It's difficult to enjoy a thriller in which the big reveal is such a clunker, but if there's an exception to that rule, Tell No One might be it.
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Crisply and competently filmed, Tell No One is an intriguing sample of new-school French cinema at the more commercial end of the spectrum.
It’s Cluzet’s intense performance that makes this genre piece a heart-wrenching experience.
Thrillers aren't always so thrilling, but Tell No One is -- and absorbing, sometimes perplexing and often stirring as well.
Spicing up the entire package is a screenplay by Canet and Philippe Lefebvre that bristles with wit and energy.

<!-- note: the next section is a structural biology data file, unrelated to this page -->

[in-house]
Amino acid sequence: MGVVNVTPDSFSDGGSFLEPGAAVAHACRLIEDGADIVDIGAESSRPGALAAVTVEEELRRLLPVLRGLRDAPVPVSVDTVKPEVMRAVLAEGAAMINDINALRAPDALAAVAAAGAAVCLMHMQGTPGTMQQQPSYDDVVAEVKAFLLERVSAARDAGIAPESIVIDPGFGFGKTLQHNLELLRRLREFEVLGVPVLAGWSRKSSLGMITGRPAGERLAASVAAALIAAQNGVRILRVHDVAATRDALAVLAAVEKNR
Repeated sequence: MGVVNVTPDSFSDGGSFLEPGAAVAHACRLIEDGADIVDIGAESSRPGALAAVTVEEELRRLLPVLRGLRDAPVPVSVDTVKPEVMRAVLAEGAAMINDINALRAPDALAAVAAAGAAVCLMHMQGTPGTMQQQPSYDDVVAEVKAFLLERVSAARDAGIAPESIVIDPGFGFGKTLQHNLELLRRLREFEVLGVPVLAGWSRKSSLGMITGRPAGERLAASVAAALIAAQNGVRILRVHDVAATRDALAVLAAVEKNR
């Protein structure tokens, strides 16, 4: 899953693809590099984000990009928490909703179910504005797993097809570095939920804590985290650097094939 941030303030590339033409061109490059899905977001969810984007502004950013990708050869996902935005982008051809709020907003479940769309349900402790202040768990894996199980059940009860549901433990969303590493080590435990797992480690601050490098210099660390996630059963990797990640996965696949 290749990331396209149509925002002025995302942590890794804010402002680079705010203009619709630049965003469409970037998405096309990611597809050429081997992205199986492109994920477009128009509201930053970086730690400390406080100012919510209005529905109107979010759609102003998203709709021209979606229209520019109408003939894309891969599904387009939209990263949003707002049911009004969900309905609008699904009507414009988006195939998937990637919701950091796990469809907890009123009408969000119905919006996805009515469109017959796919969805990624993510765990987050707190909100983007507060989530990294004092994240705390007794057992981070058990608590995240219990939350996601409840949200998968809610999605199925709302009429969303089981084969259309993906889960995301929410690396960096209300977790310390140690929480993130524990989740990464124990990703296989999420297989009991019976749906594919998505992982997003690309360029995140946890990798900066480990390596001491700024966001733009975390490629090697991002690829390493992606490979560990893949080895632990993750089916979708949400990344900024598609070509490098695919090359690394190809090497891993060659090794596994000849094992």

Though almost laughably intricate in its plotting, this thoroughly Gallic adaptation of Harlan Coben's novel reps an entertaining sophomore outing for thesp-turned-director Guillaume Canet.
Canet and Lefevre pruned subplots and fixed the novel's ending -- it's now merely preposterous rather than patently absurd – but it's the cast that makes the genre clichés feel vivid and even fresh.
Beautifully written and acted, Tell No One is a labyrinth in which to get deliriously lost.